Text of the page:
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  • 1.
    Gyergyay, Bernard
    et al.
    Rupprecht Consult Forschung & Beratung GmbH.
    Gomari, Syrus
    Rupprecht Consult Forschung & Beratung GmbH.
    Olstam, Johan
    Swedish National Road and Transport Research Institute, Society, environment and transport, Traffic analysis and logistics.
    Johansson, Fredrik
    Swedish National Road and Transport Research Institute, Society, environment and transport, Traffic analysis and logistics.
    Friedrich, Markus
    University of Stuttgart.
    Sonnleitner, Jörg
    University of Stuttgart.
    Rupprecht, Siegfried
    Rupprecht Consult Forschung & Beratung GmbH.
    Backhaus, Wolfgang
    Rupprecht Consult Forschung & Beratung GmbH.
    Automation-ready framework for urban transport planning2018In: Proceedings of 7th Transport Research Arena TRA 2018, April 16-19, 2018, Vienna, Austria, 2018Conference paper (Refereed)
    Abstract [en]

    The mission of the H2020 CoEXist project is to enable mobility stakeholders to get “Automation-ready” – which CoEXist currently defines as conducting transport and infrastructure planning for connected and automated vehicles (CAVs) in the same comprehensive manner as for existing modes such as conventional vehicles, public transport, pedestrians, and cyclists, while ensuring continued support for existing modes on the same network. This definition will be fine-tuned through stakeholder engagement processes. The H2020 CoEXist project started in May 2017 and will run until April 2020. This paper introduces this project and covers its progress until January 2018, with a focus on the methodology of the “Automation-ready framework” that provides a planning framework for urban road authorities to prepare for the introduction of CAVs on the road network. The framework includes elements about strategic urban mobility planning for CAVs and a clear guide for urban transport planners with a list of concrete actions that cities can do now to plan for CAVs on their road network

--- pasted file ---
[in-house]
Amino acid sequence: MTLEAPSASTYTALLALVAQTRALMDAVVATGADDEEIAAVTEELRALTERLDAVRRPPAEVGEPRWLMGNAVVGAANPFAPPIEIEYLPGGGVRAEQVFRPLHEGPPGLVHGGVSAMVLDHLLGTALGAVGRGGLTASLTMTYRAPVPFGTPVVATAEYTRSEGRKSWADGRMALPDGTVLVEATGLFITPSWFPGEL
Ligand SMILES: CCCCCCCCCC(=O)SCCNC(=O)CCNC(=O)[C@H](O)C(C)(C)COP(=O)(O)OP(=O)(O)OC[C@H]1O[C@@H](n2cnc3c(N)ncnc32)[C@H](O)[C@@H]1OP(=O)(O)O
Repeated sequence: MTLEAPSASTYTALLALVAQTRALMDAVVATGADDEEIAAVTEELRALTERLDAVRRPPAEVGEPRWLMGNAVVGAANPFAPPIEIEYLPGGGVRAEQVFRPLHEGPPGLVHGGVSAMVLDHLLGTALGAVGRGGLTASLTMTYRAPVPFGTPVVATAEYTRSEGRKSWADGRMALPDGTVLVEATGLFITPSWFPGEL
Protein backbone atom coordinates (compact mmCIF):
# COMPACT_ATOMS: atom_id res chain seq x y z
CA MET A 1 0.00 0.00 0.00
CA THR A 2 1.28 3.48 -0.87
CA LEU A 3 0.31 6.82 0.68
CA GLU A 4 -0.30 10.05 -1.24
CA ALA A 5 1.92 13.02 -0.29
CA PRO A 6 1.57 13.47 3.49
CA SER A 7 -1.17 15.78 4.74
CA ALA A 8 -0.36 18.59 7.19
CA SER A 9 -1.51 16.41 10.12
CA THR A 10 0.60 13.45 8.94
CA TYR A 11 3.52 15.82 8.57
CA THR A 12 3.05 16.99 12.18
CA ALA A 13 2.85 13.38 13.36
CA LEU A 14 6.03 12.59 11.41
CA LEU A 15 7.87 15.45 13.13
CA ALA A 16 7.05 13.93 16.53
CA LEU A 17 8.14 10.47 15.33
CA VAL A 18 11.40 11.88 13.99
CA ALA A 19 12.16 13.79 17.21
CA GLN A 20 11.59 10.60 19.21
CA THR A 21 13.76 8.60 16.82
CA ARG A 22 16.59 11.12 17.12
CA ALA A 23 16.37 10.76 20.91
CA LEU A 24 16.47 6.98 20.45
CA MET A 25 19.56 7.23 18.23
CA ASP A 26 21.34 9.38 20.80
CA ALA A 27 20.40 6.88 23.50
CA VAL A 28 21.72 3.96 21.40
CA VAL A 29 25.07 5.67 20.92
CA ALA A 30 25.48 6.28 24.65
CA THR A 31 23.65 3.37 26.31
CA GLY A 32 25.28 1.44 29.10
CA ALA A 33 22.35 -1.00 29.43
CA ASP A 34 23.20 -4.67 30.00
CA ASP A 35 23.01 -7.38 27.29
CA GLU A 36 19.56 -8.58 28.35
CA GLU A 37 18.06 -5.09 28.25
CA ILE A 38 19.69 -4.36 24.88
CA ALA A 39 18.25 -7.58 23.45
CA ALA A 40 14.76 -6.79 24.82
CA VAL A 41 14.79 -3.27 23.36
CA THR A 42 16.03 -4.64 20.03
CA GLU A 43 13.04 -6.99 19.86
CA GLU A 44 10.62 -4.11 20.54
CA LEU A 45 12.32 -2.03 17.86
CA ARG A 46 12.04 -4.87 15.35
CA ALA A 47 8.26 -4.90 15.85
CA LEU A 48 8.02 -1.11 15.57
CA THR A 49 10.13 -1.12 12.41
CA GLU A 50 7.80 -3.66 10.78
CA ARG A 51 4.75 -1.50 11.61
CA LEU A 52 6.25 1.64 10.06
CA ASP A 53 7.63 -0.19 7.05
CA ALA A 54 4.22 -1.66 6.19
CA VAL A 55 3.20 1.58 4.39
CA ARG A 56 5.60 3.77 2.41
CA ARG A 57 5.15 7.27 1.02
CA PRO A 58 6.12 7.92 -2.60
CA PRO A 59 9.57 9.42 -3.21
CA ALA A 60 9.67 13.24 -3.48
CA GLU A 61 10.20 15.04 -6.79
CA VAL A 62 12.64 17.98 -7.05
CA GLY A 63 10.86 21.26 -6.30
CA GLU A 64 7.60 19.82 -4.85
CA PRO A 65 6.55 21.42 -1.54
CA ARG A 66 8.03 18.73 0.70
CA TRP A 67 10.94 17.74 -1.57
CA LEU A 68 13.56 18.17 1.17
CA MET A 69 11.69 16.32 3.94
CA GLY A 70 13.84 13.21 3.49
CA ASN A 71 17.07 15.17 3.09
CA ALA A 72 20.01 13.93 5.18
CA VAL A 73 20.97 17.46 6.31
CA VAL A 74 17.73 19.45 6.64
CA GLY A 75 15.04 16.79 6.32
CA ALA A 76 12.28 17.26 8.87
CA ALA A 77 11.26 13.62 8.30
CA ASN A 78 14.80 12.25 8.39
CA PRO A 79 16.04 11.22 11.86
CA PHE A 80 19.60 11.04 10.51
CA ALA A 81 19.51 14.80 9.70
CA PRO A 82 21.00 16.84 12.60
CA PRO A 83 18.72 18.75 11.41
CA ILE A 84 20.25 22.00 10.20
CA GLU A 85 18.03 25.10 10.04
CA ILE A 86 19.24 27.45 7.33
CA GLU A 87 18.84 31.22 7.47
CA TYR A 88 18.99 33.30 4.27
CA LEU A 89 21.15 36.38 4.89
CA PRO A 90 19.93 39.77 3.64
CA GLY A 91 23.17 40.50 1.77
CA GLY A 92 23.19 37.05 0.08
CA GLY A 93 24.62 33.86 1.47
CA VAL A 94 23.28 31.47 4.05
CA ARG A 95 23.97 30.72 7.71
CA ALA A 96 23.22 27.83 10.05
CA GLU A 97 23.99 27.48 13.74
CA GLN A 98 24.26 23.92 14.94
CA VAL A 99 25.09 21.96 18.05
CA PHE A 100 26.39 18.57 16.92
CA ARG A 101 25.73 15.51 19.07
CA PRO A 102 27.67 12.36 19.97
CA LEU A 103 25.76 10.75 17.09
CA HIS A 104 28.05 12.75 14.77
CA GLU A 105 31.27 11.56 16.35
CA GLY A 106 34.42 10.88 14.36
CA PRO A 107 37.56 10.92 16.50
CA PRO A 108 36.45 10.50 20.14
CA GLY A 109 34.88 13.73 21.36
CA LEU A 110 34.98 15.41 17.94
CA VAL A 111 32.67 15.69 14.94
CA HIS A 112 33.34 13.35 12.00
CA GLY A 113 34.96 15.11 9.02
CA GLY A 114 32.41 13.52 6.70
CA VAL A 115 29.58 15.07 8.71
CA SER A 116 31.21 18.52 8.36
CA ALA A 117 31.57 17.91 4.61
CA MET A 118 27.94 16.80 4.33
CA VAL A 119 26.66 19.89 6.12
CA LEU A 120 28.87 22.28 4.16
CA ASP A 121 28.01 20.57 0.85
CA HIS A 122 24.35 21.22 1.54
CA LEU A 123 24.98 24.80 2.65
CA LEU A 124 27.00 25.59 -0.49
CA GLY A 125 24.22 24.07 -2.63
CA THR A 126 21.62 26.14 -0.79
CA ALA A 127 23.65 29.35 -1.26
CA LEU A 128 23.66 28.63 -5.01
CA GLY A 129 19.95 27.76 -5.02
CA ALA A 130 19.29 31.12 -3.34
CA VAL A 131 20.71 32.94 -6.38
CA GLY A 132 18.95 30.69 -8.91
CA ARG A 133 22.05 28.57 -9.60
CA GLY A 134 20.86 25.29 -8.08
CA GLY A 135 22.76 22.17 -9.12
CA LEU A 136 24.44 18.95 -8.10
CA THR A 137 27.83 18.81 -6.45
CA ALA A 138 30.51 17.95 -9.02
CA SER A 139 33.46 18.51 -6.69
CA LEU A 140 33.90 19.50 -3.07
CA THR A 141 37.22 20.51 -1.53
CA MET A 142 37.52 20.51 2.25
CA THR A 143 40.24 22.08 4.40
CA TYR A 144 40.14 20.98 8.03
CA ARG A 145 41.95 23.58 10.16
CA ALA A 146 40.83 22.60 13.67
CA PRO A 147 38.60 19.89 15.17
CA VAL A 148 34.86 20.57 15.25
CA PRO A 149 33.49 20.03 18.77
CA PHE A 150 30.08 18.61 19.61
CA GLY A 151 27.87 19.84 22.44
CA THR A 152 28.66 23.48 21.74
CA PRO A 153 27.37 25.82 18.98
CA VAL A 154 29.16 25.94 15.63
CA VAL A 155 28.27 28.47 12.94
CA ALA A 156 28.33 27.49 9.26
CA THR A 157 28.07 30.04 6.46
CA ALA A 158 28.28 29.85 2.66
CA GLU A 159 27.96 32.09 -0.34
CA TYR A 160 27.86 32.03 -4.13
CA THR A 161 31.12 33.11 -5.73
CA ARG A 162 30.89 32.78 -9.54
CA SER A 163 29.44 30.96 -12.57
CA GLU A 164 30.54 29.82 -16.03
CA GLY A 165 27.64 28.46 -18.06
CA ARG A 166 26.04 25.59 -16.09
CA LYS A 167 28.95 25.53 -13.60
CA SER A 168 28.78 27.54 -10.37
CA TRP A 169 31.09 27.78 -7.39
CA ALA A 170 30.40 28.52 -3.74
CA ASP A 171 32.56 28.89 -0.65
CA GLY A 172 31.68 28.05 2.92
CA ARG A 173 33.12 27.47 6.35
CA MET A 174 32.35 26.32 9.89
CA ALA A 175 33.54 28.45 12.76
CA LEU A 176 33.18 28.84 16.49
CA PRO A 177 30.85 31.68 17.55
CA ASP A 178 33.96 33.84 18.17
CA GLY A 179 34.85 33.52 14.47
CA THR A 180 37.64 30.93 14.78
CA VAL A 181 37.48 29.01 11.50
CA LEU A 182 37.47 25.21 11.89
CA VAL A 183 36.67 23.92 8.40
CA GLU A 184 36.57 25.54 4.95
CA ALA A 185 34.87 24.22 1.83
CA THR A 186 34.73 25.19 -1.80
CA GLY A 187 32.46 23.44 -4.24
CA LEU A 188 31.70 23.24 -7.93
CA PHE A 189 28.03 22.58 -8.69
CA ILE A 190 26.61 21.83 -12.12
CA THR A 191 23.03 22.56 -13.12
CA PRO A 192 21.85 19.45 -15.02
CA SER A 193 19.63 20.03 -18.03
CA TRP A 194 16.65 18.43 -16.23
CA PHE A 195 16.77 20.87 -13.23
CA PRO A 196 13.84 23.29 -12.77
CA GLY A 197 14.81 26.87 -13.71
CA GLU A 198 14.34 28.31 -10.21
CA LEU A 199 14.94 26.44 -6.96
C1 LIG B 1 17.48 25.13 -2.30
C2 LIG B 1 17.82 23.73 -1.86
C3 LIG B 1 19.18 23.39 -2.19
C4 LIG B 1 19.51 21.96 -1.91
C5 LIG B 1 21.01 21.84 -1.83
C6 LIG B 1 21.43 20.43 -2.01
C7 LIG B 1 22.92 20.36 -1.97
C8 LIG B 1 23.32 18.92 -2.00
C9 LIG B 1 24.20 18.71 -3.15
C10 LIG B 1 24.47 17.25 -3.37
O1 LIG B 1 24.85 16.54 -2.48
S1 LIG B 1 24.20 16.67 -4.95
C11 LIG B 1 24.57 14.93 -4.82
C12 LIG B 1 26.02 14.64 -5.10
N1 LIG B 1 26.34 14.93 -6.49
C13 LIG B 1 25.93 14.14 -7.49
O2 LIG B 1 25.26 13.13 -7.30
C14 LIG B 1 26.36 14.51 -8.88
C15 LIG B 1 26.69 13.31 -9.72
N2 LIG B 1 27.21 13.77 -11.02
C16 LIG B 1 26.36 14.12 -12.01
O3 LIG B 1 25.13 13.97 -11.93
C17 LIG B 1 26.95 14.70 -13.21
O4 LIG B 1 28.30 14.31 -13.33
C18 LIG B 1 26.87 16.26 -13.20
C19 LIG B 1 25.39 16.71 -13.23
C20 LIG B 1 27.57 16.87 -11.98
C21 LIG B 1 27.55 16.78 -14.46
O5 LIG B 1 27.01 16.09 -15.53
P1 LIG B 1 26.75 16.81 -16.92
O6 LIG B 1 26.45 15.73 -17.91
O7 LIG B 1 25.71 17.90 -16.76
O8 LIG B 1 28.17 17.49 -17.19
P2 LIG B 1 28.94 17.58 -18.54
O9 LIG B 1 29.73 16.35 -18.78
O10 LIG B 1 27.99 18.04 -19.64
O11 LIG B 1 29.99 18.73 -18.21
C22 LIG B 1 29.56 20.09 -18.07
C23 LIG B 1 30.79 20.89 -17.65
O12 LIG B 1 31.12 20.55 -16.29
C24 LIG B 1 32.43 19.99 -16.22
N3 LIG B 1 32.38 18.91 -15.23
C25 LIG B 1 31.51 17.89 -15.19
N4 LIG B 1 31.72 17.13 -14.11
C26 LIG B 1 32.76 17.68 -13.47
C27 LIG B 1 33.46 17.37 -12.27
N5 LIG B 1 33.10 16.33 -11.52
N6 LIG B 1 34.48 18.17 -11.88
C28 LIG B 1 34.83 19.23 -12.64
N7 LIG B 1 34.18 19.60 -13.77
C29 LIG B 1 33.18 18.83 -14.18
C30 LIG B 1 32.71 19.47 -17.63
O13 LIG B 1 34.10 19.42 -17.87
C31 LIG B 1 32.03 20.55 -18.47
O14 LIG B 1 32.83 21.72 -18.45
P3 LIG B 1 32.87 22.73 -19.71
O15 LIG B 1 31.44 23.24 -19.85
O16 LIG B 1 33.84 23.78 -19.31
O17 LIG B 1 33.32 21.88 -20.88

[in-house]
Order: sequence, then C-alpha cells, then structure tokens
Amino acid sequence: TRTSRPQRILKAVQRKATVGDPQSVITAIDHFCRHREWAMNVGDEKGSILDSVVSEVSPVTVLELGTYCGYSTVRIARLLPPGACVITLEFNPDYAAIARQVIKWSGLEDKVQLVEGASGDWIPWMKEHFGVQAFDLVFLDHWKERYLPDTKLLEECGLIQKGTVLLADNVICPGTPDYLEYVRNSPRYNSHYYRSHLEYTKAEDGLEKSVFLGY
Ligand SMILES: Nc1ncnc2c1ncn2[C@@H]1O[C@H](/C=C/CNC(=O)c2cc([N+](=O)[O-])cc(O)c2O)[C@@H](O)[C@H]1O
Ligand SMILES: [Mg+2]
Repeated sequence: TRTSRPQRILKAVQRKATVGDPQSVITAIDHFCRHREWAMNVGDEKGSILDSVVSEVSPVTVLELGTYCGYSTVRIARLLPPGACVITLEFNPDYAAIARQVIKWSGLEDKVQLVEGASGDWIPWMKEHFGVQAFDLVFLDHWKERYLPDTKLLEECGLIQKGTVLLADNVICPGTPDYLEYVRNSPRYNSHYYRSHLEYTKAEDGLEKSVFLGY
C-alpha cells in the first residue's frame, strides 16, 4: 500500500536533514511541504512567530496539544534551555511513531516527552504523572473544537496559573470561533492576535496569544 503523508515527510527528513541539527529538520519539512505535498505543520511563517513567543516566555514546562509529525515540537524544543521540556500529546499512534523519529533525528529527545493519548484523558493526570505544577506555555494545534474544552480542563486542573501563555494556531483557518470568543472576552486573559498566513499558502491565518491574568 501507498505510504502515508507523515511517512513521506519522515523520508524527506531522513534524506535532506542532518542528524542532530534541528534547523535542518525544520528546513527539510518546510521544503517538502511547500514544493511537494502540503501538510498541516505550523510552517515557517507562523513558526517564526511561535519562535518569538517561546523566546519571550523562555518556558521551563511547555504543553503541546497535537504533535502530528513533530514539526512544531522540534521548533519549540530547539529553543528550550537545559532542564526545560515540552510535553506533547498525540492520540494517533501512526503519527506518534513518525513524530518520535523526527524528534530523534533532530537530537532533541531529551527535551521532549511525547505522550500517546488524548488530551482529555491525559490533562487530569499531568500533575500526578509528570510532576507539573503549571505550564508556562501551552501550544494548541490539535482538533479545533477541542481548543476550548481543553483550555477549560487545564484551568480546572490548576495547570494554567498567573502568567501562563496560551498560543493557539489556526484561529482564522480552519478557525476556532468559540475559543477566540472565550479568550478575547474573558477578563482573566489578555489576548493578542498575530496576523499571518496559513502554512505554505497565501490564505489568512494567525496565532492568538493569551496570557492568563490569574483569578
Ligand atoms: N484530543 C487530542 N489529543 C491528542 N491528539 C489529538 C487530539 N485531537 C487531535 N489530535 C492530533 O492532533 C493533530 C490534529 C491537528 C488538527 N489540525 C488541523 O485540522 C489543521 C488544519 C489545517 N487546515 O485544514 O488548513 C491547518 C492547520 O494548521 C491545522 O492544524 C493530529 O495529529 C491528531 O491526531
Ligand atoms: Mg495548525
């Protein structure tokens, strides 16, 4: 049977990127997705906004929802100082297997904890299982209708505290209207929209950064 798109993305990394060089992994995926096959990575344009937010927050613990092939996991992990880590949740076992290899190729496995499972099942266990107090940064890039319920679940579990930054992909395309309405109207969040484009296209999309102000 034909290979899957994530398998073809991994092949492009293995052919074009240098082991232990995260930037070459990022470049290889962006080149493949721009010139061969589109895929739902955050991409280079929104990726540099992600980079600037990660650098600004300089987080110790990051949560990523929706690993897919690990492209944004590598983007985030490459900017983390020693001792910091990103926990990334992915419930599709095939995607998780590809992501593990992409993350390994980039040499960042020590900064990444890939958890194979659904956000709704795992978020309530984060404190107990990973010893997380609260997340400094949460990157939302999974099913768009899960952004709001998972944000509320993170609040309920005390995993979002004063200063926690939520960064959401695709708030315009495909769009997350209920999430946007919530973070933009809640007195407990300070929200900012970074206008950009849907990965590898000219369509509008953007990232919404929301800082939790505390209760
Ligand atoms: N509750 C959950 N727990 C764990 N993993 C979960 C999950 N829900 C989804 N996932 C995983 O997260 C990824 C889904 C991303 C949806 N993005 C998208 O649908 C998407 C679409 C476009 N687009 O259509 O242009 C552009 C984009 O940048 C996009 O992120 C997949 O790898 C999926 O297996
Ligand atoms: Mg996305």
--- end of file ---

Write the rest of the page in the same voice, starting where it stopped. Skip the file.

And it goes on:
• 2.
    Johansson, Fredrik
    Swedish National Road and Transport Research Institute, Society, environment and transport, Traffic analysis and logistics.
    Pedestrian traffic simulation platform2013Report (Other academic)
    Abstract [en]

    This is documentation of a simulation platform for simulation of pedestrian traffic, such as at public transport interchange stations. The simulation platform takes a microscopic perspective, and thus simulates each pedestrian separately and uses as a base the so called “social force model”. This document describes the model and the implementation of it in detail to facilitate a discussion of the methodology, expose it to review, and simplify for others to implement similar models.

  • 3.
    Johansson, Fredrik
    et al.
    Swedish National Road and Transport Research Institute, Society, environment and transport, Traffic analysis and logistics. Linköpings Universitet.
    Duives, Dorine
    Delft University of Technology.
    Daamen, Winnie
    Delft University of Technology.
    Hoogendoorn, Serge
    Delft University of Technology.
    The Many Roles of the Relaxation time Parameter in Force based Models of Pedestrian Dynamics2014In: Transportation Research Procedia, ISSN 2352-1465, Vol. 2, p. 300-308Article in journal (Refereed)
    Abstract [en]

    In force based models of pedestrian traffic, the relaxation time, τ, is related to the time it takes a pedestrian to adapt its motion to its preferences. An example of this is linear acceleration, but τ is also connected to how the agent adjusts to spatial variations in its preferred velocity, and affects evasive maneuvers. These many roles of τ may be a problem when calibrating force based models.

    We compare linear acceleration, to new data on, and simulations of, turning movements. The results indicate that the models predict drifting of a magnitude that is not supported by the data.

  • 4.
    Johansson, Fredrik
    et al.
    Swedish National Road and Transport Research Institute, Society, environment and transport, Traffic analysis and logistics. Linköping Universitet.
    Peterson, Anders
    Linköping Universitet.
    Tapani, Andreas
    Swedish National Road and Transport Research Institute, Society, environment and transport, Traffic analysis and logistics. Linköping Universitet.
    Local performance measures of pedestrian traffic2014In: Public Transport, ISSN 1866-749X, E-ISSN 1613-7159, Vol. 6, no 1-2, p. 159-183Article in journal (Refereed)
    Abstract [en]